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5 September 2019

Wind farms are coming to Indonesia – but the power sector isn’t ready

What can be done to increase the share of renewable energies in a country consisting of thousands of islands (and island grids)?

The residents of South Sulawesi remember that night well, gathered on the main road in Sidenreng Rappang Regency (often abbreviated as Sidrap). A policeman on his motorcycle passed by, driving through the night with flashing lights and the sirens audible from a distance. He was guiding several heavy trucks with unusual cargo. Each truck was carrying parts of a wind turbine. That day in August 2015 signaled the beginning of the installation of thirty large wind turbines. Each turbine measured about 80 meters high and with blades about 57 meters long.

The Sidrap wind farm is the first utility-scale wind farm ever constructed in Indonesia. As such, it marks an important milestone for renewable energy development in this rapidly emerging country. Having a total installed capacity of 75 megawatts, Sidrap is the biggest wind farm, not only in Indonesia but in all of Southeast Asia. The Indonesian utility company, Perusahaan Listrik Negara (PLN), expects to power around 67.000 average households with the electricity from this wind farm. For the government, this installation means catching up to Indonesia’s General National Energy Plan (RUEN) target for wind installation by 2025, which is 1,8 gigawatts.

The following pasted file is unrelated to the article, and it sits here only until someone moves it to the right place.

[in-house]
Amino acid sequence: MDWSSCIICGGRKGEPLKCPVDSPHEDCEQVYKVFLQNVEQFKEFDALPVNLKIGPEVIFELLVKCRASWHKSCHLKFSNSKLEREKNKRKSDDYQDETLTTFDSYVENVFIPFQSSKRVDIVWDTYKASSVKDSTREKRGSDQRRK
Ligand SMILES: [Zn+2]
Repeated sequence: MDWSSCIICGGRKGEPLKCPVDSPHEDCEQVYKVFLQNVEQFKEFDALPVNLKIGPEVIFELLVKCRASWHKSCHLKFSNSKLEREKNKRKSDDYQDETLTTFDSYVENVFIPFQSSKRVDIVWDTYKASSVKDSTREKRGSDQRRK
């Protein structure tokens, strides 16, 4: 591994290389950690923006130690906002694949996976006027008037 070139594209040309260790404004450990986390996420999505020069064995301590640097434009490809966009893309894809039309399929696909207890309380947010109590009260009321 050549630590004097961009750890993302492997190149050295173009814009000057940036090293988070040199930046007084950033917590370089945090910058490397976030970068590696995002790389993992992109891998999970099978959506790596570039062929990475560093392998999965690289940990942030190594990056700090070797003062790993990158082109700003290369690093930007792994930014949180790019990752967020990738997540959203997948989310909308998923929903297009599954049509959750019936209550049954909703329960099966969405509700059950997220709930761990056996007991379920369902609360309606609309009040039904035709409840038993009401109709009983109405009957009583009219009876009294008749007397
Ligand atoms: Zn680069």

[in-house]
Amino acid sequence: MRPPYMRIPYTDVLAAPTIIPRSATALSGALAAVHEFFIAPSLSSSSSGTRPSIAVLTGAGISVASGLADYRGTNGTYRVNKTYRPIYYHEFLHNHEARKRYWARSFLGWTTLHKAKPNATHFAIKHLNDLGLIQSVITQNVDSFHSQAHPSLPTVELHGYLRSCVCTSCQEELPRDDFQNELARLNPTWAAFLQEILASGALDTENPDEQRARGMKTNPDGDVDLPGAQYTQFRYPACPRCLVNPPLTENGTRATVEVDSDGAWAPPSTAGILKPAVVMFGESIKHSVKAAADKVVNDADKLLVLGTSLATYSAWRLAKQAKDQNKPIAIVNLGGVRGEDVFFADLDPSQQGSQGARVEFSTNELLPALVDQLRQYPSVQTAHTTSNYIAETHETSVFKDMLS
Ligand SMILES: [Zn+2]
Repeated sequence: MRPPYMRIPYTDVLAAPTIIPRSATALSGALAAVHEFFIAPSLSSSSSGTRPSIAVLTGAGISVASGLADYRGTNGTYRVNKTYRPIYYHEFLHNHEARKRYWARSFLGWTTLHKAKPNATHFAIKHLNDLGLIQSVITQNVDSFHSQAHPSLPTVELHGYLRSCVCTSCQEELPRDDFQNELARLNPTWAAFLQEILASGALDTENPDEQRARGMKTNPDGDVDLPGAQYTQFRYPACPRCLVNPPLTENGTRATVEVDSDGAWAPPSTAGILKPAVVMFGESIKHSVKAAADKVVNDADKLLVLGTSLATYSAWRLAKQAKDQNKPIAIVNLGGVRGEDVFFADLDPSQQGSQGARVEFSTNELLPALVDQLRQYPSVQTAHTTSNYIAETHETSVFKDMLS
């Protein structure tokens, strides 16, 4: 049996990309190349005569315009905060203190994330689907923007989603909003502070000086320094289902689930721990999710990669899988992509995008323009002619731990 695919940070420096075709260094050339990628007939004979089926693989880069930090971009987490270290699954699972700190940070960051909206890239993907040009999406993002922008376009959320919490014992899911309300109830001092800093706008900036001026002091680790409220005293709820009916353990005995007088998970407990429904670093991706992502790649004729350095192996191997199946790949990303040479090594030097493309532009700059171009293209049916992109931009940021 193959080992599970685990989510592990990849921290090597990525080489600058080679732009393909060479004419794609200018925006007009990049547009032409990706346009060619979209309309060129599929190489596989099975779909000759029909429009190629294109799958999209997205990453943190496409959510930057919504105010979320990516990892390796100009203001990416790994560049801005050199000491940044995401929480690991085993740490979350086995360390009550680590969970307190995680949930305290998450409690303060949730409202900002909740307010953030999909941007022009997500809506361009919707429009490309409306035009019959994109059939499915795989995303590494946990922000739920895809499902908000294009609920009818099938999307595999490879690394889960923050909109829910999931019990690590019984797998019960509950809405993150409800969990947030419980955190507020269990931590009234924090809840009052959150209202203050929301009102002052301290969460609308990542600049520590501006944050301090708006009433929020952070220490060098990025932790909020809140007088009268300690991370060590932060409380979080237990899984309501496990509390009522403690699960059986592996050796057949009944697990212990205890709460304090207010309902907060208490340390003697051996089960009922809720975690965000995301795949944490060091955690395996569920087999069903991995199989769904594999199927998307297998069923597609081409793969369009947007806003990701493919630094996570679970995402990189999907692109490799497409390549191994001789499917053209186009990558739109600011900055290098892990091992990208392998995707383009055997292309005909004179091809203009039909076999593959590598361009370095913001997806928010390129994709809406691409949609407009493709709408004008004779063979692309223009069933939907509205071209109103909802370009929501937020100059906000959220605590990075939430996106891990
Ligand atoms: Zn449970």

Wind farms are waiting for their connection

As it stands, the installed capacity from the Sidrap wind farm contributes only about four percent of this 1,8 gigawatts target. To reach the remaining 96 percent, many more wind farms need to be built. About 300 kilometres to the south, in Jeneponto Regency, also in South Sulawesi, another new wind farm has been built with a capacity of 72 megawatts. However, this farm is still waiting to be connected to the grid. The state-owned energy utility PLN has stated in one of the national online newspapers that they are waiting for a capacity upgrade in the hydropower plant Poso (from 300 to 550 megawatts) before connecting this second wind farm. According to them, this is necessary to establish a real time balance between generation and demand when there is no wind. Moreover, in a separate interview, a representative from PLN further added that they can only accommodate these two wind farms to the existing grid due to their intermittency. But, is that really the limit? Or can more wind farms be integrated in this system helping to meet the national energy target?

Currently, Indonesia has around 38 large electricity systems, which are spread over the thousands of islands that make up the country. The majority of these systems are stand-alone systems. The only interconnection exists between the islands of Java and Bali – known as the “Java-Bali interconnection”. On the island of Sulawesi, where Sidrap and Jenepoto are located, there are two electricity systems. Both wind farms, Sidrap and Jeneponto, belong to one of the two, the Sulbagsel electricity system. Once the Poso hydropower plant upgrade is completed, and Jeneponto is connected to the grid, the Sulbagsel system will have a total installed capacity of 1.569 megawatts, with 147 megawatts (or 9,4 percent) being wind capacity. This number is considered low compared to the considerable wind potential in South Sulawesi of around 4,2 gigawatts. However, with those two wind farms, variable Renewable Energy (VRE) generation becomes noticeable to the system operator. Still, the impact should be moderate. Meaning, existing power plants and grids should be able to handle VRE generation if these grids become more flexible in dealing the variability and intermittency of variable renewables. So how could PLN increase renewable energy penetration?